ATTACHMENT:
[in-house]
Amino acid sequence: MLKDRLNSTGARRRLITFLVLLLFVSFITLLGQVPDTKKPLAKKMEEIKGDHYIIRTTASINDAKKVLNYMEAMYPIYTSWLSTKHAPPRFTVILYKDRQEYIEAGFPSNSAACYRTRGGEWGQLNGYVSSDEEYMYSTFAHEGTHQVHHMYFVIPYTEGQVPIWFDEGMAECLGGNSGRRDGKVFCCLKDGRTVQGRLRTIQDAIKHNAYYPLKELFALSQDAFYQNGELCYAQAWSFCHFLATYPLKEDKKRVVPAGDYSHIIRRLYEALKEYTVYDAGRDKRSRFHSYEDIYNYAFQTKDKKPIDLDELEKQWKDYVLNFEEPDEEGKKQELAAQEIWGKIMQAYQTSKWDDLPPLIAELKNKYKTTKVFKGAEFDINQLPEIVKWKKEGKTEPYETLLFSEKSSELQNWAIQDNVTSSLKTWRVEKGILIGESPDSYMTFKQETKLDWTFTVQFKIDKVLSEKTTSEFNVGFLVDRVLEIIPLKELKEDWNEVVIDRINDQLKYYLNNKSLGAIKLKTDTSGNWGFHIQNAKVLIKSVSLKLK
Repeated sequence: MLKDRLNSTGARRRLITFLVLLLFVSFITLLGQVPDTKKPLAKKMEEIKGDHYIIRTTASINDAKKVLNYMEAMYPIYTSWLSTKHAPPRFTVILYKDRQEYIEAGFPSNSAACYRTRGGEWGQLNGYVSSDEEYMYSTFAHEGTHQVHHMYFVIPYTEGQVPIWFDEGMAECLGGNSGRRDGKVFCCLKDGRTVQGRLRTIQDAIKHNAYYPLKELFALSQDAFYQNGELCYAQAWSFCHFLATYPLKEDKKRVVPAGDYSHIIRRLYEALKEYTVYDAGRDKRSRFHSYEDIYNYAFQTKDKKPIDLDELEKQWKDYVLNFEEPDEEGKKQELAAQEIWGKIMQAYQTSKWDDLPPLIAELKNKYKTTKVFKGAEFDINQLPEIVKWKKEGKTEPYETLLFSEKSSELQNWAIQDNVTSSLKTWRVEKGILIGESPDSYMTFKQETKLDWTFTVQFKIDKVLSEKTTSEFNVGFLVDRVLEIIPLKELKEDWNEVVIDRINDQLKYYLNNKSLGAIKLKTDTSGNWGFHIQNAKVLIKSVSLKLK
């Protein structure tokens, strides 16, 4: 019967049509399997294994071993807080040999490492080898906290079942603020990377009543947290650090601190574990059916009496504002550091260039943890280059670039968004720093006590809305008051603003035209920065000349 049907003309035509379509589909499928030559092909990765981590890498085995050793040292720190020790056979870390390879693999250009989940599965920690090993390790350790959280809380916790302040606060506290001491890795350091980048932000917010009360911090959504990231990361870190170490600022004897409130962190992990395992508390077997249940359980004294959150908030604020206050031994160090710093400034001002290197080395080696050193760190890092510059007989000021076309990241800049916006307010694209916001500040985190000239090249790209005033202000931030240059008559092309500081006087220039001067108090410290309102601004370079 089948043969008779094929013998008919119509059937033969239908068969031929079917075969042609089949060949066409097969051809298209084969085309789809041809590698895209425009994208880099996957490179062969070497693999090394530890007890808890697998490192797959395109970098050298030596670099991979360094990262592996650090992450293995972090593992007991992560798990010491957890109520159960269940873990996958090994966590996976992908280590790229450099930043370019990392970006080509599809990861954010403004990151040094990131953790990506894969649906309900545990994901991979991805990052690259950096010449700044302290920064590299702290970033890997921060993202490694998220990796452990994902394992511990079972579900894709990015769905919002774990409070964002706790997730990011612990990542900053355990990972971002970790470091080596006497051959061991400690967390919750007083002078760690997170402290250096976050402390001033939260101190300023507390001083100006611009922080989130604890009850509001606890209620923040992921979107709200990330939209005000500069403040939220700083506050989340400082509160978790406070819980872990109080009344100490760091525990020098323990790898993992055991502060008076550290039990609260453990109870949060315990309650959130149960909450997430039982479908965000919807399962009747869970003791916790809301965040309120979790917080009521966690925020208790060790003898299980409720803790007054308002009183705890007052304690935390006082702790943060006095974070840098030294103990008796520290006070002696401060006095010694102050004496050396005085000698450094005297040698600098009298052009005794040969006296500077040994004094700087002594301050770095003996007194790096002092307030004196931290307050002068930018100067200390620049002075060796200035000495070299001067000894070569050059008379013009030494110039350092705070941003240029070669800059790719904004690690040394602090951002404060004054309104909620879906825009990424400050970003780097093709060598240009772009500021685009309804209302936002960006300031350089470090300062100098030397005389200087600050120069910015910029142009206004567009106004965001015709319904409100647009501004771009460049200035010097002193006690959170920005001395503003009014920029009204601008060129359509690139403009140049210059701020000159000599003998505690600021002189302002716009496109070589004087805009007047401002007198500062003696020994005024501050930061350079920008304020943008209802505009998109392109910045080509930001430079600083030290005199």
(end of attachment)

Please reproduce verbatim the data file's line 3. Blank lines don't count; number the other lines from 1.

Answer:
Repeated sequence: MLKDRLNSTGARRRLITFLVLLLFVSFITLLGQVPDTKKPLAKKMEEIKGDHYIIRTTASINDAKKVLNYMEAMYPIYTSWLSTKHAPPRFTVILYKDRQEYIEAGFPSNSAACYRTRGGEWGQLNGYVSSDEEYMYSTFAHEGTHQVHHMYFVIPYTEGQVPIWFDEGMAECLGGNSGRRDGKVFCCLKDGRTVQGRLRTIQDAIKHNAYYPLKELFALSQDAFYQNGELCYAQAWSFCHFLATYPLKEDKKRVVPAGDYSHIIRRLYEALKEYTVYDAGRDKRSRFHSYEDIYNYAFQTKDKKPIDLDELEKQWKDYVLNFEEPDEEGKKQELAAQEIWGKIMQAYQTSKWDDLPPLIAELKNKYKTTKVFKGAEFDINQLPEIVKWKKEGKTEPYETLLFSEKSSELQNWAIQDNVTSSLKTWRVEKGILIGESPDSYMTFKQETKLDWTFTVQFKIDKVLSEKTTSEFNVGFLVDRVLEIIPLKELKEDWNEVVIDRINDQLKYYLNNKSLGAIKLKTDTSGNWGFHIQNAKVLIKSVSLKLK